I know of no place in the U.S. which prohibits, by law, you from making your own ethernet cables. That is, cables for use within your own building or the building owned by your employer. Now, the U.S. NEC (National Electrical Code) does have sections of code that does apply to data cabling. And, generally speaking, most states do adopt NEC requirements as part of their own individual state electrical code. Essentially making NEC requirements equivalent to state requirements. (necessary since the NEC committee itself has no legal powers, they're essentially just an advisory group) The sections of the NEC that apply to things like Ethernet cables are few, small, and not very difficult to comply with since the NEC is most concerned with fire and life safety. In fact the code doesn't really care nor concern itself with whether or not that data cabling actually works. As far as they're concerned ... that's your problem. The parts of the NEC that apply to data cabling are such things as you're not to strap or hang data cabling from high voltage cables or conduit, data cables strung thru a plenum space must have plenum rated jacket material, penetrations thru fire rated walls must be fire caulked, etc and so forth. Basic stuff. Refer to the NEC chapter that covers data cabling, and that section that refers to video, etc if you do that sort of work. Effectively, however, electrical inspectors do not come around and inspect do-it-yourself work as concerns data cabling. Or bother to enforce code in such situations (its your own building and equipment, or its a building and equipment that belongs to your employer). At least they don't in the several states I'm familiar with. They DO, however, inspect work done by hired contractors in many, if not most, of the states. For instance, here in Minnesota contractors in the business of installing data cabling (or most any sort of wiring) are required to be licensed, and are expected to file for "permits" for each job done. The obtaining of a "permit" means that an electrical inspector can be expected to show up to review the installation done to ensure that it meets all relevant safety codes. i.e. You're not running a CAT 6 thru the same raceway with a 440 volt power feeder, etc. This, generally speaking, does not include patch cords and the like. For instance the cord going from a wall connector to a desktop wouldn't interest an electrical inspector. He'd be interested in INSTALLED, FIXED wiring. The stuff that is in the walls, goes thru walls, travels thru plenum spaces, up or down riser shafts, that sort of thing. Again, he'd not be looking to even verify that the data wiring actually works correctly. Not his problem nor his concern. For CORRECT data wiring and such, there are various organizations in the U.S. that concern themselves with such things. For instance, where I work our installers (we do contract wiring installation) are BICSI certifed and comply with BICSI and other industry standards when installing cabling. THOSE standards are concerned with whether or not the installed cabling works as advertised and expected for the purpose they're installed. I am not aware of any state in the U.S. that demands by law that BICSI standards (and other similar ones) be followed. There might be such, but I don't know about them. Now, a lot of our larger, more savvy customers, do specify in their contracts with us that BICSI standards be followed. But that is a business contractual matter as versus something like U.S. or state law requirements. Generally speaking, in the U.S. state and federal government only concerns itself with SAFETY. If yah do things that screw up your data network, that's your problem.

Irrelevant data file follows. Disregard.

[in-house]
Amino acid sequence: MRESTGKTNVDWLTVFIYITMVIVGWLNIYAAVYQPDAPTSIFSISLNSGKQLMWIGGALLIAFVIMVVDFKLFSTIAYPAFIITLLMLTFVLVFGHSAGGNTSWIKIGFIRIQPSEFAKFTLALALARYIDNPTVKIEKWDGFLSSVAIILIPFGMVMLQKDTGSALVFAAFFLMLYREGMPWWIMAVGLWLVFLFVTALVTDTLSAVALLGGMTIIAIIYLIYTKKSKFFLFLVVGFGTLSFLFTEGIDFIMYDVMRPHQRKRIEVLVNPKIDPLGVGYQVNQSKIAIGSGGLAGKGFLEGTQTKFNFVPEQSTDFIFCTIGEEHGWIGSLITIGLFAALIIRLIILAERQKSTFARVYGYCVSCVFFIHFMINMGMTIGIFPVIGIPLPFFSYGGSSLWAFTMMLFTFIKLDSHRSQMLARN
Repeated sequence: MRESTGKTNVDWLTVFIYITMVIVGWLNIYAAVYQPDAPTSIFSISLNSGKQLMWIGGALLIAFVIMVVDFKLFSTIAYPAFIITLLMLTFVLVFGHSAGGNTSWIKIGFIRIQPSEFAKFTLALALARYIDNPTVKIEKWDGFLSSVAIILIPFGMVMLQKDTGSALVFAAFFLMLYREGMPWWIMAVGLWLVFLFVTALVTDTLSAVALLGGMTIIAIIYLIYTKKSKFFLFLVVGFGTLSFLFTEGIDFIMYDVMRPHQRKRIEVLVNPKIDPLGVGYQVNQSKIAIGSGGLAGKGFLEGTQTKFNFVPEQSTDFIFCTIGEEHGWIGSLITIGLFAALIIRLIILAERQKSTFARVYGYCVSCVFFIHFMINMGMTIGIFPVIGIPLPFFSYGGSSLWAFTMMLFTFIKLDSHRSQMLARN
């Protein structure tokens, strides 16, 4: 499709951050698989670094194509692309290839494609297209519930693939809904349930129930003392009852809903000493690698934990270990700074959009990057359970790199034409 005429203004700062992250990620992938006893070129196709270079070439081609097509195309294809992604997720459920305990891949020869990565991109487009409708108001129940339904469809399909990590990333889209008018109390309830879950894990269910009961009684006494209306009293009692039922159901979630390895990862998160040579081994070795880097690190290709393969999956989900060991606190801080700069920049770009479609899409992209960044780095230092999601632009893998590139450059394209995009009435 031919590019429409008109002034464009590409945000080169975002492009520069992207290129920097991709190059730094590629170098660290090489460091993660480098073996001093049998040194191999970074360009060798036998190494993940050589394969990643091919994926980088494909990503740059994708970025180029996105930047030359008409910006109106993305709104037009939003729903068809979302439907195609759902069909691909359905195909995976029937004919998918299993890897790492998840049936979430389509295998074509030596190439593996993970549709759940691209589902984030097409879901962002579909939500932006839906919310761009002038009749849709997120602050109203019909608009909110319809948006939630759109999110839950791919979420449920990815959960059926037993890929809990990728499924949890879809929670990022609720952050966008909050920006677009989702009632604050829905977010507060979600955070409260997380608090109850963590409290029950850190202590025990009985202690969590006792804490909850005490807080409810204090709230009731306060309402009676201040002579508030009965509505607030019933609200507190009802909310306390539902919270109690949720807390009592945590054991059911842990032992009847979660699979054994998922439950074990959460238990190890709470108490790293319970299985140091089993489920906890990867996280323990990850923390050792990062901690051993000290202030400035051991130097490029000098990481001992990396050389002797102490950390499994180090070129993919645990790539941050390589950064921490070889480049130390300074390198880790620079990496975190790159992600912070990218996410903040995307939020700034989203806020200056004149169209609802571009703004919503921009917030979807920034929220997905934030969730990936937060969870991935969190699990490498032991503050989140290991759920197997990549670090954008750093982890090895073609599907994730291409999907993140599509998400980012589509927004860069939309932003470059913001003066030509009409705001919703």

HAL 9000
HAL 9000